As January rolls around, we hear a lot about how to start the year off right through resolutions, discounted gym memberships and guides to throwing a great party. But on balance, the collective focus of New Year’s still seems to be more on how to recover from a night of indulgence and a year’s worth of regrets. And at their core, whether backward- or forward-looking, these annual rituals are all inward-looking.
Thankfully, I get to make New Year’s resolutions and wishes twice, as there’s another holiday right around the corner that provides a better model for how to commemorate the passage of time: The Lunar New Year.
We’d all be better served by embracing a celebration that emphasizes community, giving and optimism as a way to mark cycles of the calendar.
And you don’t need to be Chinese or of Asian heritage to benefit from Lunar New Year traditions and activities, including eating great food with family members and friends, and thinking deeply about your hopes and desires for the year. In fact, we’d all be better served by embracing a celebration that emphasizes community, giving and optimism as a way to mark cycles of the calendar.
Saturday is the culmination of the 15-day Chinese New Year holiday this year, and major cities such as New York, San Francisco and Chicago will be holding public celebrations over the weekend to mark the occasion. The festival is based on the completion of the lunisolar calendar (based on observations of moon phases and the solar year), and is celebrated by many other Asian cultures, including in Korea, Vietnam, Mongolia and Bhutan. Differences in celebrations include the kinds of traditional food, dress, length of festivities, rites and greetings towards elders and family members.
Rather than a fleeting thought of what I can do to better myself in the coming year, my family’s traditions are deeply steeped in mindfulness about how daily choices can have long-term impact. Some of the edicts I was instructed to follow to achieve that focus might seem silly, but they were effective when I was growing up. For instance, we weren’t supposed to clean the house or wash our hair during the first two days of the new year to avoid “sweeping away” the good luck that comes at that time. And tradition says the third day of the year is when it’s easy to get into arguments with other people, so you should avoid going out. It’s also customary to wear new clothes, new shoes, new pajamas and put fresh sheets on the bed on the first day of Chinese New Year.
And as fun as it can be to stay up drinking and partying until the wee hours of New Year’s Eve, Chinese New Year celebrations offer opportunities for deeper interactions and connection with loved ones. Across the days of the holiday, large meals with relatives and friends are held. It’s easy to get caught up In the rush of career and day-to-day life, so these gatherings are also great reminders of what’s really important.
A new year is also a time to think about financial goals, spending habits, what money can help you accomplish in the short and long-term, as well as the importance of generosity towards others. There are several Chinese New Year traditions focused on addressing these topics.
For instance, married members of Chinese families should distribute lucky money to younger relatives. These brightly colored red-and-gold packets, known as “lai see” in Cantonese, are filled with crisp new bills — often ordered specially from the bank. My family also gives them to people they appreciate, such as their favorite staff at restaurants and other service workers.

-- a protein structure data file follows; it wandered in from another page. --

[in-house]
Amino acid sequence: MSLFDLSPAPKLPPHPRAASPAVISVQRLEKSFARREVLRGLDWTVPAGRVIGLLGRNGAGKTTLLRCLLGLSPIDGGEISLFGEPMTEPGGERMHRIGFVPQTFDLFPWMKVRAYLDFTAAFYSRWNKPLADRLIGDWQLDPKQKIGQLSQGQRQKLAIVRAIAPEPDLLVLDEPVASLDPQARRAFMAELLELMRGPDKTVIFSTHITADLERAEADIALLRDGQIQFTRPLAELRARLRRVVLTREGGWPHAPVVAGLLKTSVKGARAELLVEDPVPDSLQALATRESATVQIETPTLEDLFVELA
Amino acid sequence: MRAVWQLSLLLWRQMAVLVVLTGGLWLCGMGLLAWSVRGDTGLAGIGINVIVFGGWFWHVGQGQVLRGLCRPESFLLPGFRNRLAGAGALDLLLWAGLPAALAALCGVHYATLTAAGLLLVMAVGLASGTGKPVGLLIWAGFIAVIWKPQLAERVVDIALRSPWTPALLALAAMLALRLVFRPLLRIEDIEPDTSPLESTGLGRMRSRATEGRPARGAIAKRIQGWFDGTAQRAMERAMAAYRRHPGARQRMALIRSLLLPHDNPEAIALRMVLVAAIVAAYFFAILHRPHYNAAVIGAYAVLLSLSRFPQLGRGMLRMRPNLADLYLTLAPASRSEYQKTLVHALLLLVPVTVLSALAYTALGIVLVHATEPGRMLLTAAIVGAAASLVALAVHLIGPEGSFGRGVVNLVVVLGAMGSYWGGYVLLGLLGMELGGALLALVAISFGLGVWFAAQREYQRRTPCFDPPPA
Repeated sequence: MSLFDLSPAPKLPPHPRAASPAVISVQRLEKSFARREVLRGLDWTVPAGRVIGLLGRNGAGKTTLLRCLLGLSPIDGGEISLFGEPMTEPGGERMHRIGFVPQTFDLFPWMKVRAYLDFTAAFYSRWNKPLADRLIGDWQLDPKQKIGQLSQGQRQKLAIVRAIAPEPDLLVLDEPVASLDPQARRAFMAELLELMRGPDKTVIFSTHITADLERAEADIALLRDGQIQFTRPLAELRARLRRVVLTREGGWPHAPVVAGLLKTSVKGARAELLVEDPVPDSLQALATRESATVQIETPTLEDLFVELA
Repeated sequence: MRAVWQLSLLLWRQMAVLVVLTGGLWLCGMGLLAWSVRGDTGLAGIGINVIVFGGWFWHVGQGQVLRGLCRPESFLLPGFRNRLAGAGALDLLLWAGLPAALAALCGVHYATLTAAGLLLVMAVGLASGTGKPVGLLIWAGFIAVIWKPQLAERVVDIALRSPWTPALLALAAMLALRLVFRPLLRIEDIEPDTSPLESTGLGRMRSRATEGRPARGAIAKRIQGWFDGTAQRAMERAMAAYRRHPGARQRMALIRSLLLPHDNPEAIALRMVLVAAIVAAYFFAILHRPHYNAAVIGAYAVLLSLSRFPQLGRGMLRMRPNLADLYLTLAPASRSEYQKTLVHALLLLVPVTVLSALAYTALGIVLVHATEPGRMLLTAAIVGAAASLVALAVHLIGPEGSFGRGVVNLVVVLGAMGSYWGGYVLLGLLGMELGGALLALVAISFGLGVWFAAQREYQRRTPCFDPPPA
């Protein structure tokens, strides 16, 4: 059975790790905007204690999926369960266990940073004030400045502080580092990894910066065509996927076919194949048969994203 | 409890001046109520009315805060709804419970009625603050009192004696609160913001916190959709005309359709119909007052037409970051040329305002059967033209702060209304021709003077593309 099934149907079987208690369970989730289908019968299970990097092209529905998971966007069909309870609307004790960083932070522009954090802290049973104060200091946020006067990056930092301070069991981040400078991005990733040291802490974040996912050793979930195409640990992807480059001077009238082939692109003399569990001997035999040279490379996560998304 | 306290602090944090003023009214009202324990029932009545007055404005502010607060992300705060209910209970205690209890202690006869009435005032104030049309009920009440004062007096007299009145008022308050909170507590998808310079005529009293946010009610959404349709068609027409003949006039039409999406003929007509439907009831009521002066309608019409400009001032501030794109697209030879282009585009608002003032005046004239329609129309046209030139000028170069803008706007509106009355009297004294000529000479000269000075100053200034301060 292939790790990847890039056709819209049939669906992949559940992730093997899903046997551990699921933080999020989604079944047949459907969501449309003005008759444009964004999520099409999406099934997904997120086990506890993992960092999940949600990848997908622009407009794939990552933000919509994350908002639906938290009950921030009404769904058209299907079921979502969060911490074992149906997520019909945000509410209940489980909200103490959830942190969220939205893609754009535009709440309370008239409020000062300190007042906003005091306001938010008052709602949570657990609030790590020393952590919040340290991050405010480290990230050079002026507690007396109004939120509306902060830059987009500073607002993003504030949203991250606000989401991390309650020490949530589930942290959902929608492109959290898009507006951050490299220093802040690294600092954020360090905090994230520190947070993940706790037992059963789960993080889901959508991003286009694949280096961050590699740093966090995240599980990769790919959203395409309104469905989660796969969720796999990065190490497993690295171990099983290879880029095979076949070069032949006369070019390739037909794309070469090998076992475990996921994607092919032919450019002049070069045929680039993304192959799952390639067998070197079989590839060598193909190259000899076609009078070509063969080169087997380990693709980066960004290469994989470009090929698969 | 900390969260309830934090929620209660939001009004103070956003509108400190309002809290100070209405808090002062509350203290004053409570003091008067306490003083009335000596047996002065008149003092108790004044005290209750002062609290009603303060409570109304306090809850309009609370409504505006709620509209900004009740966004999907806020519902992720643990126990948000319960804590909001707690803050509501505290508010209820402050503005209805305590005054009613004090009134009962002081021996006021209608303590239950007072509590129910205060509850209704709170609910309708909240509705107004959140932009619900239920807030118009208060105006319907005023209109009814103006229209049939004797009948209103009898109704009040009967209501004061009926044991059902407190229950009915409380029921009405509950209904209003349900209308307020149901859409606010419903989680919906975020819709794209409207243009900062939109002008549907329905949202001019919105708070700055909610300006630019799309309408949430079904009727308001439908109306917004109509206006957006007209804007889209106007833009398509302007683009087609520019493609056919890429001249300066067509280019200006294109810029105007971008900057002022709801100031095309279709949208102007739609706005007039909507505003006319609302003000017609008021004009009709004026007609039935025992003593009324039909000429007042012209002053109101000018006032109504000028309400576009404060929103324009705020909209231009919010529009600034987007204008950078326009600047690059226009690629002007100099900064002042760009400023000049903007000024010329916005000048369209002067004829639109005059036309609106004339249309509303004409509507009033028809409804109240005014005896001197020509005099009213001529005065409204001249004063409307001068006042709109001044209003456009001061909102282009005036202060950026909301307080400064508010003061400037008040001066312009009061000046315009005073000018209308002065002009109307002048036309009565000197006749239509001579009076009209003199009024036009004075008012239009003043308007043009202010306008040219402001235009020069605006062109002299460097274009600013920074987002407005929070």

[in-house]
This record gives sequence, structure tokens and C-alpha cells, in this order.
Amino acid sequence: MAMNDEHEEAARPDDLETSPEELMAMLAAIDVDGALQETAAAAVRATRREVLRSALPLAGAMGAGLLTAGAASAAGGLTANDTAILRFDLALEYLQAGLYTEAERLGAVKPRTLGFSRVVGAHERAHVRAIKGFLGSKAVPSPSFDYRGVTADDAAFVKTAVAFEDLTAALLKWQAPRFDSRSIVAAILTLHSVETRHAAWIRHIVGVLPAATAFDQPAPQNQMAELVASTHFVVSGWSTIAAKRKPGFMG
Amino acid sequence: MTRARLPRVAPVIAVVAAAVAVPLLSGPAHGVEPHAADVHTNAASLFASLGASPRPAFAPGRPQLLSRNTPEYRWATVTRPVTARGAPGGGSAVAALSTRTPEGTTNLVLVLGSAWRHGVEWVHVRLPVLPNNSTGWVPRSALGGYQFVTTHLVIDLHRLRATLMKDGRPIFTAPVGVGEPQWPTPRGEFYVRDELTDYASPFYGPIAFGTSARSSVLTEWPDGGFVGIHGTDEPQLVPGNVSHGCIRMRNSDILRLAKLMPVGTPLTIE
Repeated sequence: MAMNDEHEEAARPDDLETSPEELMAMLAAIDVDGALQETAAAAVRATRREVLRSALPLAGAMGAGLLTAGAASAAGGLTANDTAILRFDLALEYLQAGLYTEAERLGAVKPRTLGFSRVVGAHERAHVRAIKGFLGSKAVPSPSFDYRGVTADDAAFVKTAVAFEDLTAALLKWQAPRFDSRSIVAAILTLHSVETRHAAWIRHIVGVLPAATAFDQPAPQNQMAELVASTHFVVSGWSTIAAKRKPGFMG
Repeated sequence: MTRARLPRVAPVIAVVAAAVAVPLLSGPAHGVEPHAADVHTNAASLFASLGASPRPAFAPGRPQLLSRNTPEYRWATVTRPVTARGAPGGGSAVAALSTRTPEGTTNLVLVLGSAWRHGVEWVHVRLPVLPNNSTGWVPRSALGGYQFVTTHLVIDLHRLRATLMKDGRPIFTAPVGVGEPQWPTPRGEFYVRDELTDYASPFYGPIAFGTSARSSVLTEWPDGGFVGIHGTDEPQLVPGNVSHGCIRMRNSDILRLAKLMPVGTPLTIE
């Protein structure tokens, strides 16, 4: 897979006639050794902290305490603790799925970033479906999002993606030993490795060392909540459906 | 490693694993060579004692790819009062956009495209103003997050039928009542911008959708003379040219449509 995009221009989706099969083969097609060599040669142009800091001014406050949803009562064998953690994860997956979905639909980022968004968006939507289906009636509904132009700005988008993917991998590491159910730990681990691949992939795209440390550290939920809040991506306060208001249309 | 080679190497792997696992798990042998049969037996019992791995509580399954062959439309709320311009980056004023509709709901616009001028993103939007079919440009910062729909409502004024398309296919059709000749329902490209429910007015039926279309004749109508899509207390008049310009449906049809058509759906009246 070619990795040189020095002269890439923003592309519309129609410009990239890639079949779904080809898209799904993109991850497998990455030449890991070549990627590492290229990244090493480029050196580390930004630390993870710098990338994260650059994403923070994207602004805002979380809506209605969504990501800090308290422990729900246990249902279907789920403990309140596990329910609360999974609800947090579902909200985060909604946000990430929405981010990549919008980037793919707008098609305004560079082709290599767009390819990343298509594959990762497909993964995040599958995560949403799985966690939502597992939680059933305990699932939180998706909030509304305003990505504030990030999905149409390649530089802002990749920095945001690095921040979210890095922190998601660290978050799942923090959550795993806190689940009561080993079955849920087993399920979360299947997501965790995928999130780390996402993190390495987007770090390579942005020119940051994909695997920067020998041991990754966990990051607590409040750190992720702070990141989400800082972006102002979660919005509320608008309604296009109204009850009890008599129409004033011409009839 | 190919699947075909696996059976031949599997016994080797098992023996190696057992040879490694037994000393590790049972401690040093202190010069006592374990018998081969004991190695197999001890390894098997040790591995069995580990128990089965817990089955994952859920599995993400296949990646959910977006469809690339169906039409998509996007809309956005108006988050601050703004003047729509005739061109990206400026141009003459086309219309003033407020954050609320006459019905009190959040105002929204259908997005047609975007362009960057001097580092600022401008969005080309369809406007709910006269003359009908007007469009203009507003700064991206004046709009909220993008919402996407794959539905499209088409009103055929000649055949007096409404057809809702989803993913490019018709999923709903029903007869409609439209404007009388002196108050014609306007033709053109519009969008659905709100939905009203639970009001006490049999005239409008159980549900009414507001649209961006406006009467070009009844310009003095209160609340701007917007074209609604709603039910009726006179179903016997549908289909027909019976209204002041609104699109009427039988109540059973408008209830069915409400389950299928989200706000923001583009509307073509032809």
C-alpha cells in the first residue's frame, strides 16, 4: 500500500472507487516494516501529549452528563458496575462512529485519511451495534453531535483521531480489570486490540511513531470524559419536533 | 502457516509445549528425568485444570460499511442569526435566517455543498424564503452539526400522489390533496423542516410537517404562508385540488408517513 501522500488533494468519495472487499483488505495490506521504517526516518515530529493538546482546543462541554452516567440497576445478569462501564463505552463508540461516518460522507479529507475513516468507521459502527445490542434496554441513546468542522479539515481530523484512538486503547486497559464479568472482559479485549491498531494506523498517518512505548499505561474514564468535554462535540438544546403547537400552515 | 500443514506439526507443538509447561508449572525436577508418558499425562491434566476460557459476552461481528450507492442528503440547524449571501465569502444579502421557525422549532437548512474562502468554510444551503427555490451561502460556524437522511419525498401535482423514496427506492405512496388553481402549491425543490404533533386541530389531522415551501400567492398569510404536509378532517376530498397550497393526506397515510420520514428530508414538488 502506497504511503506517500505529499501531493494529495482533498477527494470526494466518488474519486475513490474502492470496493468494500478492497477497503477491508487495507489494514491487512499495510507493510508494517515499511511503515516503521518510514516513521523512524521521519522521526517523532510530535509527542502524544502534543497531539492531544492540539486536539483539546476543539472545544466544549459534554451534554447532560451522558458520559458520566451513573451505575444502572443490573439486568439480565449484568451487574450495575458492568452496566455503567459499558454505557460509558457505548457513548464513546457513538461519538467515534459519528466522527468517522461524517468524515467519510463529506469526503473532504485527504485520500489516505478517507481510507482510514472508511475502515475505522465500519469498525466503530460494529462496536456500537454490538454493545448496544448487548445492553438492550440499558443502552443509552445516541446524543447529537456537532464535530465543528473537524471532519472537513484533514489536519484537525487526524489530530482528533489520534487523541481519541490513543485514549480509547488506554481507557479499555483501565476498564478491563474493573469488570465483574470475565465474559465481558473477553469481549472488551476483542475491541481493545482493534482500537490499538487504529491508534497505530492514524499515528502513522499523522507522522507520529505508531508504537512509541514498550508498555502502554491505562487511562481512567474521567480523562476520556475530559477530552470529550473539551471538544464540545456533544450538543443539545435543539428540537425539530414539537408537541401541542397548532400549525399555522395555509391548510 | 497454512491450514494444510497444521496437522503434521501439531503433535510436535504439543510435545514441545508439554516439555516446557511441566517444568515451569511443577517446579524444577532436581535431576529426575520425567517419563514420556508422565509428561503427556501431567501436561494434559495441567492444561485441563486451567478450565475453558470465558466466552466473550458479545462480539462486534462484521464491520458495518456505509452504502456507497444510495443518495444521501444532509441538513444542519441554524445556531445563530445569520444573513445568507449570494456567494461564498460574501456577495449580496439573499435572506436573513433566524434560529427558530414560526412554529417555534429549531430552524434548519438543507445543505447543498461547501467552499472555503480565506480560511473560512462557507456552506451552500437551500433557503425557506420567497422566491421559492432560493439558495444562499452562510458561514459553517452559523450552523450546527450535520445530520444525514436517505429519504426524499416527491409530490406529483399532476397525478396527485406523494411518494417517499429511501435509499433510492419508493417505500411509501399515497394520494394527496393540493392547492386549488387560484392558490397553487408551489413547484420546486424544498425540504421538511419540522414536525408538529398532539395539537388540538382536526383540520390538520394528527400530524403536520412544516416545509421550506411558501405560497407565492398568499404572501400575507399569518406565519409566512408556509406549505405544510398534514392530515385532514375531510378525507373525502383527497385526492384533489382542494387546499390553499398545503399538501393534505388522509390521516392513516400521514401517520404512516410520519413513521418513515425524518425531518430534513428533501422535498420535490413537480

The red envelopes are to be accepted with both hands (one hand is considered a sign of disrespect). But in order to receive them and the good luck they bring, I have to memorize and recite customary phrases of hopes for the new year to say to the giver, including auspicious wishes about good health, academic performance and prosperity. For extra good luck, my mother gives my younger sister and me an additional red packet with a five-dollar bill for placing in our beds underneath our pillows. I only recently learned the folk tale that inspired this tradition was centered around a kind of small demon, and came with the belief that the money helped ward off evil spirits and protected the recipient from illness and death.
When my mom was young, she used her lucky money to also buy simple indulgences like Kit Kat bars and movies, activities she was otherwise not able to afford. “The movie theaters would be packed,” my mom recounted. Learning about this reminded me that happiness doesn’t always require a lot of money, even if my Instagram feed constantly feels like it’s filled with photos of people on opulent vacations.
The small financial gestures inspire a sense of optimism about the year ahead and permission to dream of better things during a season when the weather can be tough.
For me, the small financial gestures inspire a sense of optimism about the year ahead and permission to dream of better things during a season when the weather can be tough. Even if you don’t partake in the tradition of giving and receiving “lai-see,” you can be similarly generous through donations to charities and your efforts to help others.
Correspondingly, the simple dishes of Chinese New Year can help remind me of the benefits of eating more modestly after the large meals, parties and platters of desserts on offer during the winter holidays. Traditional treat boxes and Chinese staple dishes like steamed lettuce and shiitake mushrooms taught me New Year celebrations don’t have to be lavish to be festive.
I will carry these lessons with me into the coming months, grateful that my second New Year’s encourages me to be optimistic for the future, to make the effort to see my friends and relatives and to be grateful for my family, my health and my life.